Guitar Scale Length — Does It Matter?

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Here at Humbucker Soup, we’re all about looking into the dirty details of guitar gear to help our readers find the best instruments for their needs. Of course, we guitarists make plenty of obvious considerations when looking for a new axe, including pickups, materials, and electronics. However, one thing that is often overlooked when buying guitars is ‘scale length.’

When you look at a row of guitars in a shop, it is pretty clear that different scale lengths exist. The question I’m here to answer today is why.

What Is ‘Scale Length’?

The ‘scale length’ of a guitar is calculated by measuring the distance between the center of the 12th fret and the nut’s front edge. That distance is then doubled. It is a common misconception that we get the scale length by measuring the distance from the nut’s front edge to the bridge, though most bridges have angled saddles for intonation purposes, which can create a bit of confusion.

How Is Scale Length Measured?

To get an accurate scale length measurement, let’s use the example of a standard Fender Stratocaster. I start by measuring the distance from the nut’s front edge to the 12th fret and get 12.75”. To get the scale length number, I then double that distance to get a 25.5” scale length.

Can My Guitar’s Scale Length Affect the Way I Play?

Scale length has a significant impact on the way we play. Let’s dive in and take a look at the many ways in which scale length can affect playability.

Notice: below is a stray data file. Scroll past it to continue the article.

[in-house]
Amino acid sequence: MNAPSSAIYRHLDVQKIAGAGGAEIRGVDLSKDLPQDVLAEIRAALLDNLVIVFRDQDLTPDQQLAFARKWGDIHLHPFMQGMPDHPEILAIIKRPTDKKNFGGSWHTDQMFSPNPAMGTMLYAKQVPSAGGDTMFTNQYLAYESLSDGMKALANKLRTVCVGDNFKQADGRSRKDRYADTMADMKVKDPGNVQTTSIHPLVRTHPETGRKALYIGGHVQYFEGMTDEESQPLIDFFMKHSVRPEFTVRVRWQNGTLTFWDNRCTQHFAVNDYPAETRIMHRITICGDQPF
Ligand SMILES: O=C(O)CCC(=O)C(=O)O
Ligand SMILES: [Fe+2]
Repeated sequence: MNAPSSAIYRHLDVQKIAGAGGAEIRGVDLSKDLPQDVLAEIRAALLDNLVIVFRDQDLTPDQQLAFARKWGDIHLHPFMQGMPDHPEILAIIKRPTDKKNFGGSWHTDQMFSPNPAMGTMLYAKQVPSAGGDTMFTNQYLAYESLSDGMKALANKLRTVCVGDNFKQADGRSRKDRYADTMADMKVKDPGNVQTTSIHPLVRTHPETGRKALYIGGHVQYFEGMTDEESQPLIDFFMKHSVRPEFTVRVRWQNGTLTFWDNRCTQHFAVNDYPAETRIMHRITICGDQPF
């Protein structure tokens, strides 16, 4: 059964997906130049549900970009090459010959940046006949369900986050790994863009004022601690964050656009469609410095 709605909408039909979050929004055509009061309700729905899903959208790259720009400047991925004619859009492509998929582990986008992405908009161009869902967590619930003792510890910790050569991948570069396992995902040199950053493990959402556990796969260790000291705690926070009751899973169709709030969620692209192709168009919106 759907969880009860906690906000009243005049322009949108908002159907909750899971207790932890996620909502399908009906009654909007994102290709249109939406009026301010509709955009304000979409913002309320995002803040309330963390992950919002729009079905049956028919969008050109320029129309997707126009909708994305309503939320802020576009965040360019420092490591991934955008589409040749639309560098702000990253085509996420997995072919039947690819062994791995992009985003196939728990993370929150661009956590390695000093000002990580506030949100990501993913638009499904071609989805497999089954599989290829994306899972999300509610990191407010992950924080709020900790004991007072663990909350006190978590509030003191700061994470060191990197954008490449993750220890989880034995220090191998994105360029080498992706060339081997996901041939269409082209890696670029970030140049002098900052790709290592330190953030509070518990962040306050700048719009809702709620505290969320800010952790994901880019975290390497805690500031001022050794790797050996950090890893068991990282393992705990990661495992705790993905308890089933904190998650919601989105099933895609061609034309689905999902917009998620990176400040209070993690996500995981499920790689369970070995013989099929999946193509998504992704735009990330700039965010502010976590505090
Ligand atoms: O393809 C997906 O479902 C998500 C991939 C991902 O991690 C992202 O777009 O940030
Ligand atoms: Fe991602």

String Tension

The main impact scale length has on a guitar is string tension. A short scale length doesn’t require much tension to tune the strings up to the correct pitch, while a longer scale length needs much higher tension. As you probably know, string tension plays a major role in a guitar’s playability.

Let’s take a look at two popular guitars to understand the impact of string tension better.

A Gibson Les Paul with a 24.75” scale length plays differently than a Fender Stratocaster with a 25.5” scale length. If we were to string up both of these guitars with the same strings and use standard tuning, the first thing that you might notice is that the strings feel tighter on the Fender while vibrato and bends are easier to perform on the Gibson.

If we were to take this example even further and throw a Squier Paranormal Baritone guitar (27” scale length) into the mix, you would notice that lead playing would feel insanely tight.

String Action

String action is the gap between the frets and the strings. Guitars with ‘low action’ have less of a gap between the strings and frets than guitars with ‘high action.’ The action comes from the amount of tension in the strings. Strings with low tension need more room to vibrate freely without hitting the frets and buzzing.

Because guitars with longer scale length increase tension with string gauge equal, they provide lower action without unwanted string buzz. When playing a short scale guitar, you must use strings with higher action if you don’t want them to buzz. To get low action on a short scale guitar, you must use heavier string gauges.

Fret Spacing

As scale length increases, so does the spacing between the frets. Again, we can use the comparison between a Fender Stratocaster (25.5”) and a Gibson Les Paul (24.75”). The fret spacing is slightly larger on a Strat compared to a Les Paul. While the distance might not be overwhelming by any means, it could have an impact on playability for those with small or larger hands.

When you compare guitars on more extreme ends, such as the Fender Jaguar (24” scale length) and the Jackson Pro Series (26.5” scale length), the distance is much more obvious.

String Gauge